The Salina Journal from Salina, Kansas on October 6, 1996 · Page 20
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The Salina Journal from Salina, Kansas · Page 20

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Salina, Kansas
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Sunday, October 6, 1996
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Page 20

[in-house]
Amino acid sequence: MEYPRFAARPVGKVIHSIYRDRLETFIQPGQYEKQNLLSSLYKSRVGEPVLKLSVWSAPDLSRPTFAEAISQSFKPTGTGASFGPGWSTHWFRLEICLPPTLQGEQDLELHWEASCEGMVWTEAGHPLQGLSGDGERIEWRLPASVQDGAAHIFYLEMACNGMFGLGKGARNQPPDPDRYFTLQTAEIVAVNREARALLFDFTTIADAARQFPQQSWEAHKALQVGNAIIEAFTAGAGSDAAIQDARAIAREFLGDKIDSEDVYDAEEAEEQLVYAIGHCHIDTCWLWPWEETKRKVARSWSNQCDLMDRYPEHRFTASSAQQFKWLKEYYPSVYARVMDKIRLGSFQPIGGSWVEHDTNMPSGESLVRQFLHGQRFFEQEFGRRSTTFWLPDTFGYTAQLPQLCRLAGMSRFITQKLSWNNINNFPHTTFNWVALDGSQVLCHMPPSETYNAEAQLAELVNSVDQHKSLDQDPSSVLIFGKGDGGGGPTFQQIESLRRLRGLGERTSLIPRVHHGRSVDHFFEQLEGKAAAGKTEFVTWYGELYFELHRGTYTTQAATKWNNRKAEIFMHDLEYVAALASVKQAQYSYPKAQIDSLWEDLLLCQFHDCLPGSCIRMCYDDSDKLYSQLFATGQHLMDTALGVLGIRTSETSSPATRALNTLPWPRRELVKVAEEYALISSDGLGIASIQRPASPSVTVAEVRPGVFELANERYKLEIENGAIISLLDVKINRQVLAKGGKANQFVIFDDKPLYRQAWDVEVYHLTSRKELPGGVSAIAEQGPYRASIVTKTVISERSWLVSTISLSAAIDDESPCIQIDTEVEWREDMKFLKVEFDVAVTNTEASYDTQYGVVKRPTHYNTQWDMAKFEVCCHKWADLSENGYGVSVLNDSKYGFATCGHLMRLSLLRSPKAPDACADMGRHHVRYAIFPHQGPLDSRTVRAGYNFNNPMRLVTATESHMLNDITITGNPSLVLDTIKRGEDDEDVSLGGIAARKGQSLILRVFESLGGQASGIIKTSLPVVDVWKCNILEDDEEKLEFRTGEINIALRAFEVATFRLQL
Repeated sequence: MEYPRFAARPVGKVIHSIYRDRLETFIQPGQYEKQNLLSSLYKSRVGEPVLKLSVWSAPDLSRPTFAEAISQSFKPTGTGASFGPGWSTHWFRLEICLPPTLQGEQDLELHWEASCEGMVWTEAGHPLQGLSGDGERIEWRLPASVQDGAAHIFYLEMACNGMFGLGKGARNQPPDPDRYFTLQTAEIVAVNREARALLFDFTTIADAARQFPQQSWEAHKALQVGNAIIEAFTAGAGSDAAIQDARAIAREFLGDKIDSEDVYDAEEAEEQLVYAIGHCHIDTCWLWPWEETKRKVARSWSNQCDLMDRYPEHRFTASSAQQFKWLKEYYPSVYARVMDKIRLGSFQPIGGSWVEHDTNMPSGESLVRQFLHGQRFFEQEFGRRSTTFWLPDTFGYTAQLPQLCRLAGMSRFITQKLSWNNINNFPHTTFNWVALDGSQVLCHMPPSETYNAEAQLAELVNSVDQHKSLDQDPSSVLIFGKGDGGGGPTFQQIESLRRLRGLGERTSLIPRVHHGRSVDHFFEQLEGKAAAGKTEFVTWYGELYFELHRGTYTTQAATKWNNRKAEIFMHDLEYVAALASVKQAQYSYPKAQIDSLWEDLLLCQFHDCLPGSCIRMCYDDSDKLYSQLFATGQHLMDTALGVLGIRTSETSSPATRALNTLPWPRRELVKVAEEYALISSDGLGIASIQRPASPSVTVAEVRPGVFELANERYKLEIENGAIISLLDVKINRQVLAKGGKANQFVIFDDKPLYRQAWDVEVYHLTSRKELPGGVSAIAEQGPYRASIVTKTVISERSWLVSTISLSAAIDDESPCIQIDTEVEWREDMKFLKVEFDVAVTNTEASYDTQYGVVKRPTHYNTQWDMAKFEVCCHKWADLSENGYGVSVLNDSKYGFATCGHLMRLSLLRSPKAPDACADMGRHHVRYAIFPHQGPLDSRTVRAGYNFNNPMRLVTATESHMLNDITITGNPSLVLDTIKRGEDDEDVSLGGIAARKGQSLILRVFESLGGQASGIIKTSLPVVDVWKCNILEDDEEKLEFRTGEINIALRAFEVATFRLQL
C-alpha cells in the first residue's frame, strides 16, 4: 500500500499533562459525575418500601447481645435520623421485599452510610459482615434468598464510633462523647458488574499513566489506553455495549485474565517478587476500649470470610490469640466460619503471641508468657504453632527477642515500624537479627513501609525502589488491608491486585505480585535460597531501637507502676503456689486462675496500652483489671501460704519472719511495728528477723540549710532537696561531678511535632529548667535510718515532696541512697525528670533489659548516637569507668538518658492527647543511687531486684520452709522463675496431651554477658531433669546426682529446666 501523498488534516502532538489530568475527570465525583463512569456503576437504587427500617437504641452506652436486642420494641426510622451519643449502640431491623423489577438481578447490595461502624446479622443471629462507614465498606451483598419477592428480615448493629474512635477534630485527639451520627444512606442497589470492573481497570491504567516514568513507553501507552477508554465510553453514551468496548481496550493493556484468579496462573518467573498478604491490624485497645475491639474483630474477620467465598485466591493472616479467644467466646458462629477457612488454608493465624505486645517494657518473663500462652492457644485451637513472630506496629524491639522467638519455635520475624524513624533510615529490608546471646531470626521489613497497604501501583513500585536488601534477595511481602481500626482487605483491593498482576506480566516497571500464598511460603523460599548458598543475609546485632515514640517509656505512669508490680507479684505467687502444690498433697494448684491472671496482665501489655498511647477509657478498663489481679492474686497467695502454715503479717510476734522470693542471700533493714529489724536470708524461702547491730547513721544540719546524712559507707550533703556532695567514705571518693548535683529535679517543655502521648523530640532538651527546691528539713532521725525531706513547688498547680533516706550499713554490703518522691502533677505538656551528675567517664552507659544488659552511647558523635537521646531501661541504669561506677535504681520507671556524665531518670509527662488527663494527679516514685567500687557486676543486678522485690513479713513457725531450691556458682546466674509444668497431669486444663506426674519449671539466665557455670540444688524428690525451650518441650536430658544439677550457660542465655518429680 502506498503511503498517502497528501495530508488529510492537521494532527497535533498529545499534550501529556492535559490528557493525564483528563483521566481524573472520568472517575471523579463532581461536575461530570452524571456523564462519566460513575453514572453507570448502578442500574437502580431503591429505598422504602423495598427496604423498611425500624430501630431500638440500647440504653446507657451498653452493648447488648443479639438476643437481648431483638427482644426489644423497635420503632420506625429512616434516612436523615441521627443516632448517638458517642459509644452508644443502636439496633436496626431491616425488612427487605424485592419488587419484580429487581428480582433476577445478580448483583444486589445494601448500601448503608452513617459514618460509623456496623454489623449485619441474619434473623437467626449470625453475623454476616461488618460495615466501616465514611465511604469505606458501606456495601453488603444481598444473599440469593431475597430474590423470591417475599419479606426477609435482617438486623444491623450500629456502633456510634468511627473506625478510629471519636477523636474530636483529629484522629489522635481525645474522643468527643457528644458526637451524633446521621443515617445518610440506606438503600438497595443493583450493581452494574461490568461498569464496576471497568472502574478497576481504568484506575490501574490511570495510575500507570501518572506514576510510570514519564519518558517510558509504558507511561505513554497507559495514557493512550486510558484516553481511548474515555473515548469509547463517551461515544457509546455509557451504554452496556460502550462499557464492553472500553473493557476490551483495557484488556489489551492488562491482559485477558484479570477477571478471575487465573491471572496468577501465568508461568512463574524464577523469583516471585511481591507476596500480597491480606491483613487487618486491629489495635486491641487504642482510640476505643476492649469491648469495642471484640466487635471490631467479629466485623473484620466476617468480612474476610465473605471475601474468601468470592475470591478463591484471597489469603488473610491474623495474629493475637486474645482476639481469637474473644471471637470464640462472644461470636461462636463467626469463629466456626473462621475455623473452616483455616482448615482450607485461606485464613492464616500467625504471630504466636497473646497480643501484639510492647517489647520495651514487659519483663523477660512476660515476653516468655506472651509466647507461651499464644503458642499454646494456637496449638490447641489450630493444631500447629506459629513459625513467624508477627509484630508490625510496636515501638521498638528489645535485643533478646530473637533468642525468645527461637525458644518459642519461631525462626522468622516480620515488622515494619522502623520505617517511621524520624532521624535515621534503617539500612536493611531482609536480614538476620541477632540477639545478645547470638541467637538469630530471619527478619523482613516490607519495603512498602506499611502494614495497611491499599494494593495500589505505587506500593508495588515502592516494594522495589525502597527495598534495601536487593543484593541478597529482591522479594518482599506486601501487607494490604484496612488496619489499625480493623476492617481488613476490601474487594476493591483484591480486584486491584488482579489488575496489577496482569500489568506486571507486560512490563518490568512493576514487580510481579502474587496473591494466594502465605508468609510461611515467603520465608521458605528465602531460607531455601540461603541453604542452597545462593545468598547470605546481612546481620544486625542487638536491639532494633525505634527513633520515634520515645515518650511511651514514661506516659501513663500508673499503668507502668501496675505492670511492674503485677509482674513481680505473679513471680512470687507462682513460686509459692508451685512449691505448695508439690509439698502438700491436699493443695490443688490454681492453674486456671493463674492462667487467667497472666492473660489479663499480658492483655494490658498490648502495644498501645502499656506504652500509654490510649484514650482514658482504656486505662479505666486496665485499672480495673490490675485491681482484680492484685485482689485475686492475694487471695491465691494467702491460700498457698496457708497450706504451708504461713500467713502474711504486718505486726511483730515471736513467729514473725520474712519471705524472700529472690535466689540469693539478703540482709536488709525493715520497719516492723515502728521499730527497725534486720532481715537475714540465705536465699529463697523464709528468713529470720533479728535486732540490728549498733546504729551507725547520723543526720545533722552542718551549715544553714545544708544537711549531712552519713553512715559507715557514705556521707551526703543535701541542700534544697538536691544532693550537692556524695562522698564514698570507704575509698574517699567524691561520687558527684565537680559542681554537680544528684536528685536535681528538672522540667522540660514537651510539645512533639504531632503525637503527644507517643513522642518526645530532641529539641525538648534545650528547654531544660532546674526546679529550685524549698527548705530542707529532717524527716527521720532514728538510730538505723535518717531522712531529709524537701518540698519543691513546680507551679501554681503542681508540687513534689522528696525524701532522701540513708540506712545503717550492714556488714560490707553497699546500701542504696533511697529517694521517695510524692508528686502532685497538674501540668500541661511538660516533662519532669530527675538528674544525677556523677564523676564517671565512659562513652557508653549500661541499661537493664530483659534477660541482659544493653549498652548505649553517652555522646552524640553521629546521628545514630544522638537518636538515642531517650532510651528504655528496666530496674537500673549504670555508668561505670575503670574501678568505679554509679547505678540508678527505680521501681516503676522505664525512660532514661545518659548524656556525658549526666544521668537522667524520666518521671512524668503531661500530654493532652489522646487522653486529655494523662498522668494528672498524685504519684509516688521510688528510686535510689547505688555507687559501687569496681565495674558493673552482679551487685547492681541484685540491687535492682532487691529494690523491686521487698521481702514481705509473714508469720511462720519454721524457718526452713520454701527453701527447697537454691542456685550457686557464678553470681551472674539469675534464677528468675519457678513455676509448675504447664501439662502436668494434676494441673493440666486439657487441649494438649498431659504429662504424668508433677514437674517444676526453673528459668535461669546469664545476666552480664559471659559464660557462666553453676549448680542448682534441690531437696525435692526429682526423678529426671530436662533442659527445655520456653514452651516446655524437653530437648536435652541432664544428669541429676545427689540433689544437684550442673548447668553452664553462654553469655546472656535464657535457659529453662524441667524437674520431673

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C2 SUNDAY. OCTOBER 6, 1996 MONEY THE SALINA JOURNAL RV / Analysts expect factory success Company's fortunes have big effect on fate of small Kansas town X. FROM PAGE C1 People in the RV business expect Perlot's attempt to bring back the El Dorado to be a success. Sherman Goldenberg, editor- in-chief of RV Business magazine, an Indiana-based trade publication, said he'd put his money on SMC. , "It's a very successful company that is up and coming," Goldenberg said. "Perlot has a golden touch for this business and will probably work miracles at his new plant." The market for medium-priced motor homes such as the El Dorado is growing as more people seek greater freedom in their vacationing, said Terry Brown, a sales sec- Jretary at Four Seasons RV Acres in Abilene. The traditional motor home owners used to be retired couples in their 60s, but now baby boomers, still in their 40s and 50s, ^are joining the RV crowd, Brown said. "The market hasn't seen a steep increase in sales," Goldenberg said "But the sales curve is slowly tilting upward." The success of SMC's El Dorado and Safari lines could have a big effect on Minneapolis, a city of T MILK PRICES •Personal and Business Financial Planning •Investments •Insurance FINANCIAL ADVISORS Robert L. Meyer, CFP Certified Financial Planner American Express Financial Advisors Inc. 1015 Elmhurst • P.O. Box 2447 • Salina, Ks. 67402-2447 913-827-8766 1-800-829-3649 , DAVIS TURNER / The Salina Journal As recreational vehicles move down the assembly line at the SMC Midwest plant in Minneapolis, Dianna Green works to clean the vehicles Inside and out, In the final stages of completion. INTEREST RATES 1. TAX-FREE MUNICIPAL BONDS** M-IN\^IME^^ 1 G BONDS 7^5% 3. U.S. GOVERNMENT GUARANTEED about 2,000 residents about 20 miles northwest of Salina. John Johnson, director of Minneapolis Economic Development Department, said that as the city's largest employer, SMC has the ability to attract more people to town. "I really, really hope that they will do well for the sake of our city," said Johnson. He added that the town experienced a migration of workers to Salina as El Dorado Motor Corp. ran into financial troubles in the mid- 80s. Nancy Wedel, president of the Minneapolis Chamber of Commerce, said the local economy will benefit from SMC's high wages, which average between $7 and $8 an hour. Wages average $9.25 an hour at the company's Oregon plants. "People around here are excited about the way that SMC is running this plant," she said. "There have been a lot of tough times in the past. I hope this can turn things around." Increasing milk prices can be blamed on shrunken '95 crops Jean Curry 2737 Belmont 823-5129 We'll always be there for you. Shelter Insurance cos., Home Office: Columbia, MO But good fajl crops could make it cheaper •to .feed cows, buy milk By ALF ABUHAJLEH The Salina Journal Rising crop prices have pushed the price of milk to a record high, pleasing dairy farmers but digging into customers' wallets. Jim Williamson, market administrator of the U.S. Department of Agriculture dairy division in Kansas City, Kan., said Kansas and Missouri dairy farmers received $1.51 a gallon in September. That's a 3 percent increase compared to $1.46 a gallon in August, and a 28 percent hike from $1.18 a gallon in September 1995. Prices in Kansas stores also have jumped and average $2.69 a gallon for whole milk and $2.60 a gallon for 2 percent milk, Williamson said. A year ago, the same milk sold for $2.44 and $2.35. In Salina, milk prices at Dillon stores, Food For Less, Kwik Shop and Braum's Ice Cream & Dairy Stores range from $2.71 to $2.93 for whole milk and between $2.69 and $2.93 for 2 percent milk. "This is as high a milk price as jye have ever seen," said ^-Williamson. "Milk is still in de- Smand, and we might not have seen !the price peak yet. The market is driving the price right now." ; Milk prices started to go up in July 1995, when a nationwide drought lowered the yield of corn and soybean crops. The two products make up most of the dry concentrate mix that dairy cows are fed. Feed prices rose to $10.80 per 100 pounds of dry concentrate in July, up 56 percent from $6.90 in July 1995. Melvine Brose, dairy commissioner of the Kansas Department of Agriculture in Topeka, said high feed prices, which constitute half of a dairy farm's expenditures, caused milk production to drop as farmers couldn't afford to feed their cows enough. Since August 1995, milk production has dropped about 1 percent nationwide. In Kansas, production has fallen 8 percent in the past 4 months, said David Jones, chief operating officer of Mid- America Dairymen, a Springfield, Mo.-based cooperative that buys milk from about 400 Kansas dairy farmers and distributes it to processing plants. "The improved quality of feed and better genetics among the dairy cows have increased the production-per-cow ratio over the past couple of years," Jones said. "This is the first time in years that we have seen the production per cow drop." Dale Senestraro, a dairy farmer in Hamilton County in southwest Kansas, who owns 2,000 cows, said each cow eats about 50 pounds of dry concentrate a day. "The cost of feed is in direct cor- relation with dairy farmers' profits," Senestraro. "The only way dairy farmers could make money was if the price of milk started to go up." Indeed, the short supply of milk did push prices to an all-time high last month as demand has remained steady. The question is: will feed prices remain high? Commodity traders don't seem to think so. Prices of corn contracts to be delivered in December, considered the best indicator of crop conditions in the Midwest, are at their lowest since March, indicating a good fall crop. "It's too early to say how the fall crop will turn out, but it seems OK," Jones said. "Prices will probably come down at the beginning of next year." CHAMPION SEMINARS "Follow The Line Of Most Persistence" "Make A Huge Difference" Phil Coleman - 25 years experience Management & Employee Seminars Consulting, Sales Training, Speeches, Motivational Programs P.O. Box 6172 Salina, KS 67401-0172 (913) 825-4161 BUILDING PERMITS These are the permits issued recently by the Salina Permits and Inspection Department and the Saline County Planning and Zoning Department. SALINA Residential miscellaneous — 2168 Sherwood, Steve Knedlik, above ground pool, $2,537. ;' 611 E. Iron, Ronald Barta, canopy, $844. 2249 Roach, Randy and Dolores "Barhett, patio, $760. 2523 Robin, Ronald Blase, remove interior walls, $300. 205 Wail, Charles Scott, rebuild corner of building, $5,000. SALINE COUNTY Residential miscellaneous — 5432 S. Centennial, Allen Nichelson, addition to shed, $500.' Garage — 2420 S. Lightville, Neil Schneider, garage and attached shed, $5,000. Single-family homes — 2681 W. State, Ed Deatherage, $80,000. DRIP HOME A BARGAIN. If you insure your residence with American Family, you may be able to save 20% on specific auto coverages. Call today to lee if you qualify. Norm Pihl 1400-B S. Santa Fe 30 years if service to Salina Community 827-0447 FAMILY AUTO HOME BUSINESS HEALTH LIFE® ATTENTION BUSINESSES: FREE IN TOWN DELIVERY & PICKUP A-V Rental Equipment • Overhead Projectors • Screens • Slide Projectors • Presentation Easels ALSO REPAIR: • Laminators • Tape Recorders • Record Players • Projectors etc... 20 yrs. of service experience We Sell Projection Lamps SUPERIOR SCHOOL & OFFICE A Diviilun of Superior School Supplif s. Inc. 214 S. SANTA FE.- SALINA, KS 67401 913-825-1641 SATELLITE BROADCAST J.M. Juran on Quality: Yesterday, Today & Tomorrow "The man who taught Japan how to manage for quality." -Business Week Thursday, Oct. 10,11:30 am - 2:30 pm KSU-Saliiia College of Technology Don't miss this unique opportunity to learn techniques to boost your bottom line. Registration Fee $50 To reserve a seat call 826-2633 C)PBS KANSAS SX/UTE UNIVERSITY - 8ALINA *fwmm OFFICE OF CONTINUING EDUCATION Kennedy and Coe, LLC Don't Retire Broke! It is a fair bet that your social security and/or your company retirement plan will not be adequate to carry you through your retirement years. Tom Peebles Everyone should make provision for additional savings and an investment program with a proper growth factor. It's essential that you develop an investment plan with a rate of return (cash return and/or appreciation) greater than the current inflation rate. How much money do you need to retire, and how do you plan to accumulate it? Call us. We can help you plan for the future. KENNEDY •** COE, LLC jAccountunts And. 11 9 W. Iron - United Building • Salina, KS 67401 • (91 3) 825-1 561 BONDS Rales Effective as of 9-30-96 * Kate expressed as a yield to maturity ** May be subject to alternative minimum tax. Jack Schwartz Retirement Planning 111 8.5th 913-823-3035 1-800-823-3034 UNSCXVPRIVATE LEDGER MEMBER NASD and SIPC You make promises. Well help you keep them. ans -promise is a promise. And a Capitol Federal Home Equity Loan is the perfect way to deliver. Use it for almost anything. You'll get a great rate, one easy payment, and it's usually tax deductible. Promise you'll call about a Capitol Federal Home Equity Loan today. No Closing Costs 913-825-7121 Capitol Federal Savings True Blue"'for over 100 years www.capfed.com MEMBER FDIC EQUAL HOUSING LENDER I "No dosing costs tin Kxmiliiu; Home Equity Loans. Certain restrictions apply, visit with a customer sen-ice representative lor details. All loans.subject to credit approval. Consult tax advisor on deducibility u( interest. No points, application (ees or document preparation fees. *• Salina Journal We Deliver News You Can Us£